There is no shortage of pundits who offer predictions of what will happen to particular stocks or the stock market in general. You’ll find them on television, radio, and innumerable blogs. I’m open to the possibility that some investors can guess the long-term success of a particular business, but I simply don’t believe any short-term predictions that I hear.
Here is why: if these pundits actually get it right a significant fraction of the time, then they could make much more money investing based on their predictions instead of wasting their time as pundits. To prove this, I decided to run some Monte Carlo simulations.
Suppose that our pundit Peter predicts whether the S&P 500 will beat inflation each month, and he gets it right 80% of the time. So, 20% of the time when he picks stocks to win, he is wrong, and 20% of the time when he picks inflation to win, he is wrong. This may seem like only a mildly impressive record, but I’ll show how Peter can make himself fabulously wealthy.
Let’s say Peter decides to give up his life of wearing a bow tie on inane financial television shows and starts trading based on his insight. He starts by taking a $100,000 second mortgage on his home. (Fortunately, Peter bought well before the housing bubble began and has been conservative with his money until now.)
Each month, Peter will make his prediction and do one of two things:
1. If he thinks stocks will not beat inflation, he just keeps his money in cash for the month. In this case, we’ll assume that the interest he collects just keeps up with inflation.
2. If he likes stocks for the month, he leverages his money by a factor of 3 and buys an S&P 500 index fund. By “leverage” here, I mean that if he has $100,000, he borrows an additional two times this amount ($200,000), and invests the whole $300,000 in the index fund.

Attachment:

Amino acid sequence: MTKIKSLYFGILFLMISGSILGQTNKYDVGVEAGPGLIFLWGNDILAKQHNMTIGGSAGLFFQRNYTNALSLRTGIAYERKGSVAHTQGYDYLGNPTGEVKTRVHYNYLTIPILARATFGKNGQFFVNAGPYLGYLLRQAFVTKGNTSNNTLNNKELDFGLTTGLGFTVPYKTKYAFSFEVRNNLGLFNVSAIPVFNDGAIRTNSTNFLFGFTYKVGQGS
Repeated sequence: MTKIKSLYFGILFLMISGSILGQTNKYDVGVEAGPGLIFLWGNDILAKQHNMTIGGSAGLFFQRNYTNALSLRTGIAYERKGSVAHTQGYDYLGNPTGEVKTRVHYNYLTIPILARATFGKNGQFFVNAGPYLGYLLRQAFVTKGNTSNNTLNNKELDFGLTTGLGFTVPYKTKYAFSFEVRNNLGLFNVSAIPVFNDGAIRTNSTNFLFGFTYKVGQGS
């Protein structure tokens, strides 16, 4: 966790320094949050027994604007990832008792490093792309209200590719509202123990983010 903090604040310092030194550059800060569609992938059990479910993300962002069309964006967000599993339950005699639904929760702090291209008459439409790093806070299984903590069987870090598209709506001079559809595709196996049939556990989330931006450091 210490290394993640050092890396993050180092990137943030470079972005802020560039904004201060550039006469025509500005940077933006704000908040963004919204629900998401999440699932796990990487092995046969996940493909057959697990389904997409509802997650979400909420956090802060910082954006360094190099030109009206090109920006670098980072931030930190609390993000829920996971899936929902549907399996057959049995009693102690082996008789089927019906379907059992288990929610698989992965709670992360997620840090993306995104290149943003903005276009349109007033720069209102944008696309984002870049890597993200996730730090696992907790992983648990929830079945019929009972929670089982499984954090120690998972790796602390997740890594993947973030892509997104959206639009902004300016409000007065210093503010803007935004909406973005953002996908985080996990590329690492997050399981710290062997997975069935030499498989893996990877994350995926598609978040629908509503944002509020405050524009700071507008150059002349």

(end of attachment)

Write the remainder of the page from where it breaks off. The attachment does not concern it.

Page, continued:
Before I can run the simulations to see what happens to Peter’s money, we need to factor in some assumptions about real-world stock performance and costs:
- The expected compound return of the S&P 500 will be 6% above inflation each year, with a 20% standard deviation.
- The cost of borrowing money is 5% above inflation.
- The cost of trading in and out of the index fund is 0.5% each time.
- Peter must pay 40% tax on his gains each year.
- Inflation is 4%. (This is only needed for the tax calculation. You have to pay tax on all gains, even the gains needed to keep pace with inflation.)
All of these costs are a huge burden for Peter to overcome with his market timing strategy. The simulations will tell us whether Peter’s 80% prediction rate can win out.
I piled all this data into my program and ran millions of possible futures for Peter’s money. After 20 years, there is a 90% chance that Peter will have between $1.6 million and a whopping $69 million! The median outcome was $10.3 million. These figures are in present day dollars taking into account inflation.
So, why would Peter bother being a pundit and give away his valuable insight? The answer is that he wouldn’t. I don’t pay attention to pundits who make short-term stock market predictions because I don’t believe they can get it right significantly more often than someone who tosses a coin.